When a family faces the death of a beloved pet, a different kind of care is required of the veterinary team: bond-centered care. The medical model is no longer able to serve the needs that arise at this emotionally charged and delicate time. The veterinary professional, often teaming with the human mental health professional, must adopt a new approach which honors the human-animal bond as the transition from life to death approaches. This lecture illustrates the nature of the bond-centered approach to navigating the end of a pet’s life from all points of view, including that of the pet itself.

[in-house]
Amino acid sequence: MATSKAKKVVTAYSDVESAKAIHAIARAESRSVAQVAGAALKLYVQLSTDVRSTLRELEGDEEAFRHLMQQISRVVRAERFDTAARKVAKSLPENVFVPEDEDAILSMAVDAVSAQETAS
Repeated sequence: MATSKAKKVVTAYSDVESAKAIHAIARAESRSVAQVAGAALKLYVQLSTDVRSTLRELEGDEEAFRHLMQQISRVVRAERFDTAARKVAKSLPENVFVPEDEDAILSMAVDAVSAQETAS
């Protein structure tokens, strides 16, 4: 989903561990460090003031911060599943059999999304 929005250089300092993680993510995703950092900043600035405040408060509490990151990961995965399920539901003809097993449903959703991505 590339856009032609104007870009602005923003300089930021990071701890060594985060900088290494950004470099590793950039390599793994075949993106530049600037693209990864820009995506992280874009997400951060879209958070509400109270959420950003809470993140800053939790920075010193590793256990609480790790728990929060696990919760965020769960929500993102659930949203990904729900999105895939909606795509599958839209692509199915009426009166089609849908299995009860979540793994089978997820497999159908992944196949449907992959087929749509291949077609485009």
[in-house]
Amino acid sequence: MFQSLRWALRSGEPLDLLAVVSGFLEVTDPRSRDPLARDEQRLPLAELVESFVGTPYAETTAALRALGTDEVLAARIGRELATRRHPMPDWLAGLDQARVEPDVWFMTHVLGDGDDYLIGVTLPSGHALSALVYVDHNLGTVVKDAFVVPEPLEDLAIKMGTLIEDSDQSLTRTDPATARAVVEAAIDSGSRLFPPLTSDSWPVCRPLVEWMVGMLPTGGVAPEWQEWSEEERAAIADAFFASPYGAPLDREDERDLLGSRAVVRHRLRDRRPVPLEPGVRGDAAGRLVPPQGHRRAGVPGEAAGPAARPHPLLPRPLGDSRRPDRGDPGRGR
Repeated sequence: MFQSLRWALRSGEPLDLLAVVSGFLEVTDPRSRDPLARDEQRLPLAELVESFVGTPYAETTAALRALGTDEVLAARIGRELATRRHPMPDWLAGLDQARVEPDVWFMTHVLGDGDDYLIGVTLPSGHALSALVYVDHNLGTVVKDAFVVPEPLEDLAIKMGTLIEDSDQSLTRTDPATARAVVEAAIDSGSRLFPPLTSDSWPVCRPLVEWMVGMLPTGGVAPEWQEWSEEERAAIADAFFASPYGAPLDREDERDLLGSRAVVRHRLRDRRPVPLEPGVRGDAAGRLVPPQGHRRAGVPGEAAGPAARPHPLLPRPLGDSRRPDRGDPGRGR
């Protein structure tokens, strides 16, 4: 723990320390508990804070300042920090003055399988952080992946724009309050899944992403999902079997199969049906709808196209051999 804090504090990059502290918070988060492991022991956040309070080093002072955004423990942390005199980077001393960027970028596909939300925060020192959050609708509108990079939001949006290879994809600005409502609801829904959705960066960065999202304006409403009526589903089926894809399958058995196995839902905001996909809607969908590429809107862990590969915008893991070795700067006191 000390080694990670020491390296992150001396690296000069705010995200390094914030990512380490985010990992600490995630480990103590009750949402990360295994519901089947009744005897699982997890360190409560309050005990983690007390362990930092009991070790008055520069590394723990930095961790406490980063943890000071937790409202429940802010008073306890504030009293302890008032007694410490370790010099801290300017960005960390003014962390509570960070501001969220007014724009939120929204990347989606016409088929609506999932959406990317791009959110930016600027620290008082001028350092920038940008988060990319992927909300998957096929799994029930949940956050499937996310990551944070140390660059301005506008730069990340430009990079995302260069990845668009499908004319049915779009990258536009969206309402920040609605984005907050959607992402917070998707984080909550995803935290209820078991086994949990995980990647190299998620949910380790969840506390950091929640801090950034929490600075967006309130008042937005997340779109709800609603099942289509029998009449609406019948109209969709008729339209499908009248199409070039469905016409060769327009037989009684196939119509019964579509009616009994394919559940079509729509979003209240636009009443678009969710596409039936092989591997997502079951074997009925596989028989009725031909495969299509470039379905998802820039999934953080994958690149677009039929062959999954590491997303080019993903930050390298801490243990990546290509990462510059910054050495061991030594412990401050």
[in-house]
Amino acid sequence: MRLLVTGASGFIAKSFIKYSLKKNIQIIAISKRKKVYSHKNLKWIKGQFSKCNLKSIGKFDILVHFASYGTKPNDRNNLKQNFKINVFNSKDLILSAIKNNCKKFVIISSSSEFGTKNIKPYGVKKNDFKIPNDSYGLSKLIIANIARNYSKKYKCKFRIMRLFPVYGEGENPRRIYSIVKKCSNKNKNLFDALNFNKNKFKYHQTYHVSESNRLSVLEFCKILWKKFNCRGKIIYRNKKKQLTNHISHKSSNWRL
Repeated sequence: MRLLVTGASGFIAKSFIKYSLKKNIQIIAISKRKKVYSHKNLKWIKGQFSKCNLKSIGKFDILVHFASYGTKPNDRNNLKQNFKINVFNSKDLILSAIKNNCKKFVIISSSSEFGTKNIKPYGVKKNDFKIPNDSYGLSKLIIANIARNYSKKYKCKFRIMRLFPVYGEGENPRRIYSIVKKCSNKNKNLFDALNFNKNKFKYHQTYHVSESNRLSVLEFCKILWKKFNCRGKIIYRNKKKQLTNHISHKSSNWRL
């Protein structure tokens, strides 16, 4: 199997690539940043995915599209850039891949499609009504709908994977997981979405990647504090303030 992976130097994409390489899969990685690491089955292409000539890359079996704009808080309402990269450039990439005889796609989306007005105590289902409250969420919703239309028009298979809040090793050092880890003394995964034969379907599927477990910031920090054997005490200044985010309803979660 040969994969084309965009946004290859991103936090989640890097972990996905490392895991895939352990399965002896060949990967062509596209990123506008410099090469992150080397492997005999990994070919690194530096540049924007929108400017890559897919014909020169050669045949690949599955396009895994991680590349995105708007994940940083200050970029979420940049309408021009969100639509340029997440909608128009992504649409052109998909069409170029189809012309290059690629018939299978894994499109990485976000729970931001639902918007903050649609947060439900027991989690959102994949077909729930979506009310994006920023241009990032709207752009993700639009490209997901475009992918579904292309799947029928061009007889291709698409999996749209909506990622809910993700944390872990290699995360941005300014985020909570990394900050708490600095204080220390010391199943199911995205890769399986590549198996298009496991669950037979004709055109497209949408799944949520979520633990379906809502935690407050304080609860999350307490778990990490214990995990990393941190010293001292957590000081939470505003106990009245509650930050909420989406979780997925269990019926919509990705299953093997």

The first hour focuses on the practice of veterinary euthanasia, from decision to experience to aftercare. A wide range of questions will be raised with the purpose of understanding what the human and animal are going through at each stage. Listeners will learn about several principles and practices now considered standard in veterinary end-of-life care.
The second and third hours focus on the cognitive and affective experience of death, loss, grief, and mourning, from both the human and animal’s point of view. Listeners will discover the range and depth of the human-animal bond as expressed in an end-of life situation. Finally, the rarely discussed subject of the animal’s own perspective of its own life and death, as well as its capacity for grief and mourning, will be explored, with the goal of appreciating the complexity of animal cognition and its role in making the human-animal bond possible.